My grief increased the next day when I was interviewed by a war correspondent who told me that soldiers killed students at Kent State University who were protesting our incursion into Cambodia. The feeling was that we were expanding the war. A week or so later, we were odered to stop the chase, and returned back to Vietnam.
    That was it for me. I was so disallusioned that I nearly went AWOL.
    Yes…I remember this day. I lost the last of my innocence then.

  • I have posted elsewhere my responses to that day, as I was a high school senior 30 miles away from the incident and we were devastated and enraged by the killings and the lack of accountability. If the assassinations of Kennedy, King and Kennedy were not enough, this event was the death of innocence for me.
    There was no accountability then and there is no gov’t accountability now.
    As painful as losing a family member must surely be, she did not die in vain….her sacrifice stirred the conscience of the nation, and that photo was as iconographic as the my lai child running down the road burnt and screaming. Kent State galvanized the Peace Movement, the numbers at the demonstrations went up dramatically from then on. Bless her soul.
    The control of such photographs of war suffering were far more carefully managed by the military and MSM during the Iraq war which allowed the nation’s collective stupidity to go on far longer than it should have.
    I hope that her family is moved by these tributes and find more peace in the honor of her passing.

  • Thank you for your thoughtful post, Kym.

  • First, let me say that I believe that there was no justification to the shooting of the students. Absolutely no excuse for that!

    But, anyone that knows the whole story, and lived back then, knew that there was plenty of provocation for the shooting. The protesters were breaking windows, burning buildings, throwing rocks at people that disagreed with them, and causing general chaos. Shooting the students was a big mistake for the pro-war group. The whole world knew that shooting the students could not be justified, nor excused. (although it was excused through an out of court settlement)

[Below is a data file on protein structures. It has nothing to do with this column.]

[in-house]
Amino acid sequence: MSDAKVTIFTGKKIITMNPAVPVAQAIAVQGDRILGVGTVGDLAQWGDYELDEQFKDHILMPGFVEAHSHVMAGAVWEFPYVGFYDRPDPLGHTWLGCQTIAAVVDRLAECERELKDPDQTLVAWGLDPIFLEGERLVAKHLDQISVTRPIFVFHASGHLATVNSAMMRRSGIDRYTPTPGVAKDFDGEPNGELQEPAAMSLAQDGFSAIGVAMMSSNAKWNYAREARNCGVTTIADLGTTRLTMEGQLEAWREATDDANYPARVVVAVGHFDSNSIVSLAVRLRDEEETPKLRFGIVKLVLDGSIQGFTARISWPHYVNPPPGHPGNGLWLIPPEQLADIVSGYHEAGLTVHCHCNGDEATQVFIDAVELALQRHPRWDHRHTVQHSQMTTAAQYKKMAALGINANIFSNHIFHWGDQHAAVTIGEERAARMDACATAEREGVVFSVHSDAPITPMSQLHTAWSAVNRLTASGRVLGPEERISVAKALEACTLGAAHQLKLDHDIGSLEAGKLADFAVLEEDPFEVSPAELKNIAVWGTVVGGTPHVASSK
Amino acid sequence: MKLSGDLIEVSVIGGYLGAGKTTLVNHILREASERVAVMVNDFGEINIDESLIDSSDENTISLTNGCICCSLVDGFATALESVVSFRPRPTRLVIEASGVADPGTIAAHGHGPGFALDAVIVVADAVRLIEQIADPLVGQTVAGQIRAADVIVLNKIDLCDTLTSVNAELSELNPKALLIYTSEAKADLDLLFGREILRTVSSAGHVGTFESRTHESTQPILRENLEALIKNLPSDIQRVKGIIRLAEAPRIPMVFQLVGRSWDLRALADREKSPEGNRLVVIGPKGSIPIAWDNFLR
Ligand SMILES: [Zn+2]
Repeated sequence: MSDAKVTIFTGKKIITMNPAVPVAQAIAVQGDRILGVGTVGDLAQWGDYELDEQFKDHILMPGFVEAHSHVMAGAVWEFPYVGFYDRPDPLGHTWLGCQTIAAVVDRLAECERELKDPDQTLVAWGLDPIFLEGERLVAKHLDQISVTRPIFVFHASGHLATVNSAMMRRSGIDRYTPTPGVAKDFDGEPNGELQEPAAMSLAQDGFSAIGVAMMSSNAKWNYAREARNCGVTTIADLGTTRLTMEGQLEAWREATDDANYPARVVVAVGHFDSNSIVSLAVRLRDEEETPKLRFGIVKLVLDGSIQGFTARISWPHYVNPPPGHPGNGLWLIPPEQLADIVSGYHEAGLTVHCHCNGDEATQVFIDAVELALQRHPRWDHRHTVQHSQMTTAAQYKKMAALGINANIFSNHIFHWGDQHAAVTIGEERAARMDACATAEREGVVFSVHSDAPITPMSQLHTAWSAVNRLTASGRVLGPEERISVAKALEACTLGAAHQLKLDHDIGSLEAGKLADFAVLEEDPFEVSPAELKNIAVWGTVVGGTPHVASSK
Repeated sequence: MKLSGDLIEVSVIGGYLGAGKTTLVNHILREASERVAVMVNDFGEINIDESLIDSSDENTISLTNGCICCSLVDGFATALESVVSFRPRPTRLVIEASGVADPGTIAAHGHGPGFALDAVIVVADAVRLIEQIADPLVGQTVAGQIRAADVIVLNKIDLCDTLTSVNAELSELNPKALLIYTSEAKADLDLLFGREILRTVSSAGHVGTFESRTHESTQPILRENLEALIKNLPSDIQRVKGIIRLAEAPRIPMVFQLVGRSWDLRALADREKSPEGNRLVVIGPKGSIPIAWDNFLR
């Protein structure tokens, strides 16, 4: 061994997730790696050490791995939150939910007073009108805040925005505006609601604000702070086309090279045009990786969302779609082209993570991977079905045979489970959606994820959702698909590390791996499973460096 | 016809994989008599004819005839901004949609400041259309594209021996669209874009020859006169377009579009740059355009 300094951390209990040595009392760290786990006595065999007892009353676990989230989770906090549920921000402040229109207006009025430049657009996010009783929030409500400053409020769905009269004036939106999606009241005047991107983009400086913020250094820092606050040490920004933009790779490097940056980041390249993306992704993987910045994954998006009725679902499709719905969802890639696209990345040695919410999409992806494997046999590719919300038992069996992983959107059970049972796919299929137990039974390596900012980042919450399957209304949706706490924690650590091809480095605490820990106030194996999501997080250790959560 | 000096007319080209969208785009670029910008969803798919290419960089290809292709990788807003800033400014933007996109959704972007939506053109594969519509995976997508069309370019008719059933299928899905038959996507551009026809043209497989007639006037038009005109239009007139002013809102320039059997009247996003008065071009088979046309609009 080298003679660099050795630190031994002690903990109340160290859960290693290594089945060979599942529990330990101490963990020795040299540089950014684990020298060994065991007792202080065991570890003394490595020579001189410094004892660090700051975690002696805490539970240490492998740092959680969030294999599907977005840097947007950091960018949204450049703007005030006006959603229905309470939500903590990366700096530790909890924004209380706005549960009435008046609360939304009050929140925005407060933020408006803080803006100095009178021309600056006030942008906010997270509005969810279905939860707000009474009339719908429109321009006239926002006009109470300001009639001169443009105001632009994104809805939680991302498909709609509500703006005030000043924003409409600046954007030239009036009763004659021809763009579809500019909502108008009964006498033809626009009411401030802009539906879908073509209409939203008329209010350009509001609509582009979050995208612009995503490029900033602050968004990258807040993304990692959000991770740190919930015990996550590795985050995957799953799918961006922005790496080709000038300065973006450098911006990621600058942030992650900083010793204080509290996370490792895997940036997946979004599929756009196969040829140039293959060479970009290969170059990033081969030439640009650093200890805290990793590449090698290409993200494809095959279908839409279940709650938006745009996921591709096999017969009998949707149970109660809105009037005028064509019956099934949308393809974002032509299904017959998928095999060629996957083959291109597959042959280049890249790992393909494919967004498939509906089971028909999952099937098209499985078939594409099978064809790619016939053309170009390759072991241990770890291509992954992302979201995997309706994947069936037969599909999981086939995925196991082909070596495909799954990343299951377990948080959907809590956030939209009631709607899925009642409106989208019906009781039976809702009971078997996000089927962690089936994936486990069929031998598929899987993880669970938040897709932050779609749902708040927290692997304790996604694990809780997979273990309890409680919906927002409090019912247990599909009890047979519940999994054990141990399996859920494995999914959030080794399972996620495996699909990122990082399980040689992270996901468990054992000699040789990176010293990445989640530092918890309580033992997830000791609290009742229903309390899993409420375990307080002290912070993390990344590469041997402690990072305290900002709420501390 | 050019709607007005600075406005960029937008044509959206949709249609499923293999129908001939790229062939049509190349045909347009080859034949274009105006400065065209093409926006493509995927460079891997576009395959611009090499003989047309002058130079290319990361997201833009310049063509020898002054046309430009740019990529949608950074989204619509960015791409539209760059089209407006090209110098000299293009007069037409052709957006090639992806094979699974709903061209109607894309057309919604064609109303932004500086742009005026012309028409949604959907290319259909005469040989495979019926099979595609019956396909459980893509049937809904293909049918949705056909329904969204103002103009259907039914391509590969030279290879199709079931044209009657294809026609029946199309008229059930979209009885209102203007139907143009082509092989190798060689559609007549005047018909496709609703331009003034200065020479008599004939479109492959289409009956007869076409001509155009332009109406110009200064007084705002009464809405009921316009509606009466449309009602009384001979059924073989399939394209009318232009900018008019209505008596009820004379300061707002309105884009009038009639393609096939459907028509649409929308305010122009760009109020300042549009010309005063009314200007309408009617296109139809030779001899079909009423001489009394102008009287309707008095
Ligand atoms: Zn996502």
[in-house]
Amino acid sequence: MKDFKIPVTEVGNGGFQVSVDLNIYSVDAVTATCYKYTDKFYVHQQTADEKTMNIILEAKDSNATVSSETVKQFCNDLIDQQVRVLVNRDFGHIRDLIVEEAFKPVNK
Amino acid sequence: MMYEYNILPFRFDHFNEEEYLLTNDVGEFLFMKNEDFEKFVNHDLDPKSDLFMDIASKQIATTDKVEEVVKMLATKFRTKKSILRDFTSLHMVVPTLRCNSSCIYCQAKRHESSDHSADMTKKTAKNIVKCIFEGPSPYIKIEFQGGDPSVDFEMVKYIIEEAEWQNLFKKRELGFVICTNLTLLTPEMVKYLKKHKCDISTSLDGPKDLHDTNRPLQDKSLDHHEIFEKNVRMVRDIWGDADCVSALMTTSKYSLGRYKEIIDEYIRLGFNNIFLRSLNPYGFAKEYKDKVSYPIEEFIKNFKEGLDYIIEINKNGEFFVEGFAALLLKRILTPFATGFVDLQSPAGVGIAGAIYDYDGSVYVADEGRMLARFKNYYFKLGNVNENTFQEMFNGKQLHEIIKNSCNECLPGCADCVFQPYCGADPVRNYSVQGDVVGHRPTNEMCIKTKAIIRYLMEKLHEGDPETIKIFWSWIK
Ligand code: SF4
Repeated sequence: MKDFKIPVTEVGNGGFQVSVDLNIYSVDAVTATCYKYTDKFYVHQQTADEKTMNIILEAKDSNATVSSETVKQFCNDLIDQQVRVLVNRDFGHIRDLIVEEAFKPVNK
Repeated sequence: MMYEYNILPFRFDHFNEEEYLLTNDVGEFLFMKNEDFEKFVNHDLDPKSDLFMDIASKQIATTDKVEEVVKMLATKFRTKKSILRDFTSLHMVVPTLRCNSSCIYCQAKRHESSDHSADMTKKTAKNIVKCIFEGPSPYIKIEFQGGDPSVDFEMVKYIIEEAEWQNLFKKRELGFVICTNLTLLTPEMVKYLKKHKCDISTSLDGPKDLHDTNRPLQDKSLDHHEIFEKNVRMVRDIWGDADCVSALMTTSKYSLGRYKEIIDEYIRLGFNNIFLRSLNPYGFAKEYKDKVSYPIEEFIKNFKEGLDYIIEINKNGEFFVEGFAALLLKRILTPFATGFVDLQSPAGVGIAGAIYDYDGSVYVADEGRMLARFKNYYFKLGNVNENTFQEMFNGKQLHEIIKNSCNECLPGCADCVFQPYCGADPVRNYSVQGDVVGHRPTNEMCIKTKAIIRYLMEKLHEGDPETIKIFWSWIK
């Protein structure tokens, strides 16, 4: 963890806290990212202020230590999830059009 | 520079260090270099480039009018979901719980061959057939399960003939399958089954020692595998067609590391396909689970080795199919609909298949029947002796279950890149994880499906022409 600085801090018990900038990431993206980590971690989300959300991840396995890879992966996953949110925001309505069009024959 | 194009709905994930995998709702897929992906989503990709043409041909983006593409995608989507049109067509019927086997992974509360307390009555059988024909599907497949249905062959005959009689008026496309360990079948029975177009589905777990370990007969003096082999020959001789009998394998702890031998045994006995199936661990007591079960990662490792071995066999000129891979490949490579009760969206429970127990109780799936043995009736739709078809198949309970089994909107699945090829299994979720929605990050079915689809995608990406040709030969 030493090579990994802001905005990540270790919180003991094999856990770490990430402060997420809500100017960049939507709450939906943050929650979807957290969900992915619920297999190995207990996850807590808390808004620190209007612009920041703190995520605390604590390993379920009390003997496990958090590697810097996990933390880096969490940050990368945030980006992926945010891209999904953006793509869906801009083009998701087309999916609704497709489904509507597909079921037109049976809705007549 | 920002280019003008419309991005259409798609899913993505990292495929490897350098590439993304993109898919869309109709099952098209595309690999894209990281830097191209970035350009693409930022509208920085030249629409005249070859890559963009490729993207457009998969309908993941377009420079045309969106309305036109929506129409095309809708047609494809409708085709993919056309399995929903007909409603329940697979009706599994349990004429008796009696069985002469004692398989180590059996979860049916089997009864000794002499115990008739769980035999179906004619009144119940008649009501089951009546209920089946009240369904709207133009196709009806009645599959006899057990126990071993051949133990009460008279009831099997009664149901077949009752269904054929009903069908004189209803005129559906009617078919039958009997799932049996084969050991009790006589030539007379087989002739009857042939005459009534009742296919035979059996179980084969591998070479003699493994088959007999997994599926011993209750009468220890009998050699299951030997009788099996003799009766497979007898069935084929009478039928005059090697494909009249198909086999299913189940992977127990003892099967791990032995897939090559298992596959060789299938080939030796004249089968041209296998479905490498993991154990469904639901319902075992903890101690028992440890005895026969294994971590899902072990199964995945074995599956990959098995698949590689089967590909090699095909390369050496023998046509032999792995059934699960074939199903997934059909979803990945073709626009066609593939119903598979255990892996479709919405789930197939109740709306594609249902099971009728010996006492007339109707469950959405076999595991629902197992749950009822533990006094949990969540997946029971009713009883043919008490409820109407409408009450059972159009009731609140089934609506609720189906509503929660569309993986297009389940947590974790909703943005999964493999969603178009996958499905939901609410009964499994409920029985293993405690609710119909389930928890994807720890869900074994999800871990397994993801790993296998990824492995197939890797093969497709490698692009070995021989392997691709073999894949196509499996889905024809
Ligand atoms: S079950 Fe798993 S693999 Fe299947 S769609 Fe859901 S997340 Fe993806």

Any validity of any pro-war argument was de facto lost because of the killing of the students.

    As you know, I tried to do a “feeling of the times” post about The Kent State killings. The killings immediately polarized the world on the Viet Nam War. The was no one without and opinion after that.

  • Kym the only thing that I don’t like about your new blog format is that I still can’t go in and correct my typos. Like that last sentence. Plus there is no “preview” option, to make sure that all of your links work before posting.

    • Ernie, I wish there was something I knew how to do about the new preview issue but I’m clueless. Anybody who knows anything feel free to make suggestions.

      Ernie, I’m going to respond to both of your comments here. I think for me, I may not have agreed with what SOME of the students at Kent State were doing (though most of the destructive behavior happened on the previous days–and two of the students killed were not even protesting) and the murders made me look at our government with a jaundiced eye. As a 10 year old at the time, I had felt that the President made decisions based on what was moral and right. Kent State and the controversy surrounding it woke me to the realization that moral and right aren’t very high on the top of most leaders’ lists–big corporations, expansionism, and chest beating are.

      For me, the violent behavior such as throwing rocks and breaking windows and maybe burning down the ROTC building (I don’t think anyone is too sure what happened) were wrong. The peaceful protests , the chants, the refusal to disperse were right. But without the horror of what happened to the students, those killed and those injured, I’m not sure the students’ message would have reached me for many more years.

      For me, the pro war argument fell when exposed to the glare of light focused on it by Kent State. .

  • Thank you, Kym. Reading this was very moving.

  • Where’s the riddle? Can’t you read what you write?
    “Tomorrow will be the 39th anniversary of the shootings at Kent State.”
    39 years ago today, my sister, Allison Krause, was murdered by the Ohio National Guard”

    What’s it say? 40 years? What else did you say?

    the rest of us will listen and not mock the patriotism

    Practice what you preach. TRY LISTENING! Then maybe you WON’T mock me with your inane comments. Is that subtle enough for you?